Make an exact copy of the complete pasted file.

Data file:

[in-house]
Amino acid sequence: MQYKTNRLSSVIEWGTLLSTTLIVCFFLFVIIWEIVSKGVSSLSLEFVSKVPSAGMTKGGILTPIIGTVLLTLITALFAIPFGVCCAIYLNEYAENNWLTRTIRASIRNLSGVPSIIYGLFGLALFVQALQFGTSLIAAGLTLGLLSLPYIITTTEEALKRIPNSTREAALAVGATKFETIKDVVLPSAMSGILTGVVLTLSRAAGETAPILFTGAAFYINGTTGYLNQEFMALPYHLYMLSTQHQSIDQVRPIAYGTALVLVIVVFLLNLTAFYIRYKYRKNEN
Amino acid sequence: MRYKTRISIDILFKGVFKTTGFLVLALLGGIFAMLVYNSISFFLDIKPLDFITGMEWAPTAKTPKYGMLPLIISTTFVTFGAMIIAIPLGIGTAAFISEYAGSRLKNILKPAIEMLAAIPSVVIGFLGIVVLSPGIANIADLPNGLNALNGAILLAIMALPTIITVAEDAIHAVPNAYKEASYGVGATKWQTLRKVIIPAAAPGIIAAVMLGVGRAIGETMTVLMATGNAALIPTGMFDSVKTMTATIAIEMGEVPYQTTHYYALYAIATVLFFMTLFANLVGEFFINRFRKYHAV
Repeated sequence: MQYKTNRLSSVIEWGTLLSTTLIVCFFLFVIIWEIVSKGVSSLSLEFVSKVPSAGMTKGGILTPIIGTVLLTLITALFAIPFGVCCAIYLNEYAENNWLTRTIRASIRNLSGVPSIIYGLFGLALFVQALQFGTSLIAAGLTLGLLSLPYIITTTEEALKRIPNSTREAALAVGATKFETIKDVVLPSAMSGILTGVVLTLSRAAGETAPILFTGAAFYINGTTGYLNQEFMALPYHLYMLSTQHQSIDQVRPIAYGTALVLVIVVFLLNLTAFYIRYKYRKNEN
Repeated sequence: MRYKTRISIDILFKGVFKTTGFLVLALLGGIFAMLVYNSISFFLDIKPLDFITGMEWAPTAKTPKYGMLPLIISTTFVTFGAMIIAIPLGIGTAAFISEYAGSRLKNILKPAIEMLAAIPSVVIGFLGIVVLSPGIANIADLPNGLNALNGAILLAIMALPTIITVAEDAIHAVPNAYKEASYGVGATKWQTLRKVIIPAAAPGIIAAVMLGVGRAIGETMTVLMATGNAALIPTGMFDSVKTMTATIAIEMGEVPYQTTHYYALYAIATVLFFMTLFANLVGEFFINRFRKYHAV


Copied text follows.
[in-house]
Amino acid sequence: MQYKTNRLSSVIEWGTLLSTTLIVCFFLFVIIWEIVSKGVSSLSLEFVSKVPSAGMTKGGILTPIIGTVLLTLITALFAIPFGVCCAIYLNEYAENNWLTRTIRASIRNLSGVPSIIYGLFGLALFVQALQFGTSLIAAGLTLGLLSLPYIITTTEEALKRIPNSTREAALAVGATKFETIKDVVLPSAMSGILTGVVLTLSRAAGETAPILFTGAAFYINGTTGYLNQEFMALPYHLYMLSTQHQSIDQVRPIAYGTALVLVIVVFLLNLTAFYIRYKYRKNEN
Amino acid sequence: MRYKTRISIDILFKGVFKTTGFLVLALLGGIFAMLVYNSISFFLDIKPLDFITGMEWAPTAKTPKYGMLPLIISTTFVTFGAMIIAIPLGIGTAAFISEYAGSRLKNILKPAIEMLAAIPSVVIGFLGIVVLSPGIANIADLPNGLNALNGAILLAIMALPTIITVAEDAIHAVPNAYKEASYGVGATKWQTLRKVIIPAAAPGIIAAVMLGVGRAIGETMTVLMATGNAALIPTGMFDSVKTMTATIAIEMGEVPYQTTHYYALYAIATVLFFMTLFANLVGEFFINRFRKYHAV
Repeated sequence: MQYKTNRLSSVIEWGTLLSTTLIVCFFLFVIIWEIVSKGVSSLSLEFVSKVPSAGMTKGGILTPIIGTVLLTLITALFAIPFGVCCAIYLNEYAENNWLTRTIRASIRNLSGVPSIIYGLFGLALFVQALQFGTSLIAAGLTLGLLSLPYIITTTEEALKRIPNSTREAALAVGATKFETIKDVVLPSAMSGILTGVVLTLSRAAGETAPILFTGAAFYINGTTGYLNQEFMALPYHLYMLSTQHQSIDQVRPIAYGTALVLVIVVFLLNLTAFYIRYKYRKNEN
Repeated sequence: MRYKTRISIDILFKGVFKTTGFLVLALLGGIFAMLVYNSISFFLDIKPLDFITGMEWAPTAKTPKYGMLPLIISTTFVTFGAMIIAIPLGIGTAAFISEYAGSRLKNILKPAIEMLAAIPSVVIGFLGIVVLSPGIANIADLPNGLNALNGAILLAIMALPTIITVAEDAIHAVPNAYKEASYGVGATKWQTLRKVIIPAAAPGIIAAVMLGVGRAIGETMTVLMATGNAALIPTGMFDSVKTMTATIAIEMGEVPYQTTHYYALYAIATVLFFMTLFANLVGEFFINRFRKYHAV